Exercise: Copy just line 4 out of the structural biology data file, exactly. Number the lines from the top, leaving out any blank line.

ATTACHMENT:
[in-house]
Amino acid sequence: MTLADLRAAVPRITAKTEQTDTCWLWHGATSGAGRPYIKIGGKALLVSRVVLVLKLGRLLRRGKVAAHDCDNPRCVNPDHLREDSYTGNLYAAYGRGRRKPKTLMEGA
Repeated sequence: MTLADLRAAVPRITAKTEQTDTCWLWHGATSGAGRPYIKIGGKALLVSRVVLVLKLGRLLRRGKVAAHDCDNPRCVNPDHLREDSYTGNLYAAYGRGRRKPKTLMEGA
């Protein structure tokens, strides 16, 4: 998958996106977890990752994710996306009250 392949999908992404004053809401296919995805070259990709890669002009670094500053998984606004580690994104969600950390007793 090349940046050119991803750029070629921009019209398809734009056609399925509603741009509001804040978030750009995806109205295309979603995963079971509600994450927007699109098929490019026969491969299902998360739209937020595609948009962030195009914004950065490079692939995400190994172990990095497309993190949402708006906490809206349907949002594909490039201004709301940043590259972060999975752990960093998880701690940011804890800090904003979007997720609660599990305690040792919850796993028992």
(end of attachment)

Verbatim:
């Protein structure tokens, strides 16, 4: 998958996106977890990752994710996306009250 392949999908992404004053809401296919995805070259990709890669002009670094500053998984606004580690994104969600950390007793 090349940046050119991803750029070629921009019209398809734009056609399925509603741009509001804040978030750009995806109205295309979603995963079971509600994450927007699109098929490019026969491969299902998360739209937020595609948009962030195009914004950065490079692939995400190994172990990095497309993190949402708006906490809206349907949002594909490039201004709301940043590259972060999975752990960093998880701690940011804890800090904003979007997720609660599990305690040792919850796993028992």